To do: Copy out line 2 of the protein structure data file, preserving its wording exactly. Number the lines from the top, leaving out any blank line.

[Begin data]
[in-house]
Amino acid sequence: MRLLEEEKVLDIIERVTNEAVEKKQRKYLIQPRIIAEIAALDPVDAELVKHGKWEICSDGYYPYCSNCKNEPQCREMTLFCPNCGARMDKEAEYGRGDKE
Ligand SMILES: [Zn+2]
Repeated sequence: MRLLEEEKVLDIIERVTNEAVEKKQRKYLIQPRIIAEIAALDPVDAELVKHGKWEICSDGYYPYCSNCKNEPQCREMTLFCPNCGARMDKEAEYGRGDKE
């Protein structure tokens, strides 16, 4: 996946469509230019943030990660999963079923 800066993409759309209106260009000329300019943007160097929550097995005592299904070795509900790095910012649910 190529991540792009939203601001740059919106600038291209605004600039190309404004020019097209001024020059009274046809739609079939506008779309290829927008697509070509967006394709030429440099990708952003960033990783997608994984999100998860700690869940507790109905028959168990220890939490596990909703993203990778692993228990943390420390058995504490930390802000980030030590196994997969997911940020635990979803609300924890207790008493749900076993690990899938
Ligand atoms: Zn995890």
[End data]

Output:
Amino acid sequence: MRLLEEEKVLDIIERVTNEAVEKKQRKYLIQPRIIAEIAALDPVDAELVKHGKWEICSDGYYPYCSNCKNEPQCREMTLFCPNCGARMDKEAEYGRGDKE